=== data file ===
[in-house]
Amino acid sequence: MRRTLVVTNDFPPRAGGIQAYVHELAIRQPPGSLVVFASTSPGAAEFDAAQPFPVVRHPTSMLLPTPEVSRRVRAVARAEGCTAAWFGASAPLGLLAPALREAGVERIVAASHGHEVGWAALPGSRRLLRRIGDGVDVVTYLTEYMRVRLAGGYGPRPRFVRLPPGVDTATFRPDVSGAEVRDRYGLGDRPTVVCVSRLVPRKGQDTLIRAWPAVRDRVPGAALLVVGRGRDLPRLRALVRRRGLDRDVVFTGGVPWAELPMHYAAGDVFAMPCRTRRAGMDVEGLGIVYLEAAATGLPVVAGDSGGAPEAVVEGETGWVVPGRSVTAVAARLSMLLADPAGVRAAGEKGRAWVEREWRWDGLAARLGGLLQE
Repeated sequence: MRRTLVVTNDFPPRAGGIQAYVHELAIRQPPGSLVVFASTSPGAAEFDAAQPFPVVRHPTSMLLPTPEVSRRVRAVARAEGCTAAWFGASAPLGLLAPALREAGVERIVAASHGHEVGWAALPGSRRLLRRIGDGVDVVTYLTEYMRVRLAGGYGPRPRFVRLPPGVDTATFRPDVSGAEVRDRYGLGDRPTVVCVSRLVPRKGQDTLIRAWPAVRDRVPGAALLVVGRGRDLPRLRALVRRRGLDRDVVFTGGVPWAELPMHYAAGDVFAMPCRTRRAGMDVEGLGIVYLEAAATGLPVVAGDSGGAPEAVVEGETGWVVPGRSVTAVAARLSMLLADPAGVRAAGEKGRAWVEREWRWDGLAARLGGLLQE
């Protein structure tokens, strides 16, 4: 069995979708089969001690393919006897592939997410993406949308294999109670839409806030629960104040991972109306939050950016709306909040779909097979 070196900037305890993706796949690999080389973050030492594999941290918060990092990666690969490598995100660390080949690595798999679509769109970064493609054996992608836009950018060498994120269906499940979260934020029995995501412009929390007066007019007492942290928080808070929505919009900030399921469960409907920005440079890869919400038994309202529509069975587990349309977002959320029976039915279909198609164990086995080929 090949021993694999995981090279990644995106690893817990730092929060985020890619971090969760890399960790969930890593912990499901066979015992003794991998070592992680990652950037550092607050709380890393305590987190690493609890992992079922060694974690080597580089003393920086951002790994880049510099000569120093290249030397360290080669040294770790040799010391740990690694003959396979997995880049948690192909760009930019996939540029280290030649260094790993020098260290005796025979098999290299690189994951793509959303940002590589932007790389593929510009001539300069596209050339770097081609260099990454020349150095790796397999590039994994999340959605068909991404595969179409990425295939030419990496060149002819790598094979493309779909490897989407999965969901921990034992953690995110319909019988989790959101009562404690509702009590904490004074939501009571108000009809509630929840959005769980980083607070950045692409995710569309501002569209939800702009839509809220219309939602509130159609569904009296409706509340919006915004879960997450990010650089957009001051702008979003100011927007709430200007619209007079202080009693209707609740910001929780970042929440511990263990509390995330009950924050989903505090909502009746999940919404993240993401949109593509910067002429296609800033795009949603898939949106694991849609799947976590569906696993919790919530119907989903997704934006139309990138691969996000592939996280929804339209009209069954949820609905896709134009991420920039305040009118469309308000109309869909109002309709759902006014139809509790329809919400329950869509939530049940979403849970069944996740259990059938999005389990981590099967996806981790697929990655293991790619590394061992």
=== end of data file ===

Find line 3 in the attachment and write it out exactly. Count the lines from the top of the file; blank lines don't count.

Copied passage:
Repeated sequence: MRRTLVVTNDFPPRAGGIQAYVHELAIRQPPGSLVVFASTSPGAAEFDAAQPFPVVRHPTSMLLPTPEVSRRVRAVARAEGCTAAWFGASAPLGLLAPALREAGVERIVAASHGHEVGWAALPGSRRLLRRIGDGVDVVTYLTEYMRVRLAGGYGPRPRFVRLPPGVDTATFRPDVSGAEVRDRYGLGDRPTVVCVSRLVPRKGQDTLIRAWPAVRDRVPGAALLVVGRGRDLPRLRALVRRRGLDRDVVFTGGVPWAELPMHYAAGDVFAMPCRTRRAGMDVEGLGIVYLEAAATGLPVVAGDSGGAPEAVVEGETGWVVPGRSVTAVAARLSMLLADPAGVRAAGEKGRAWVEREWRWDGLAARLGGLLQE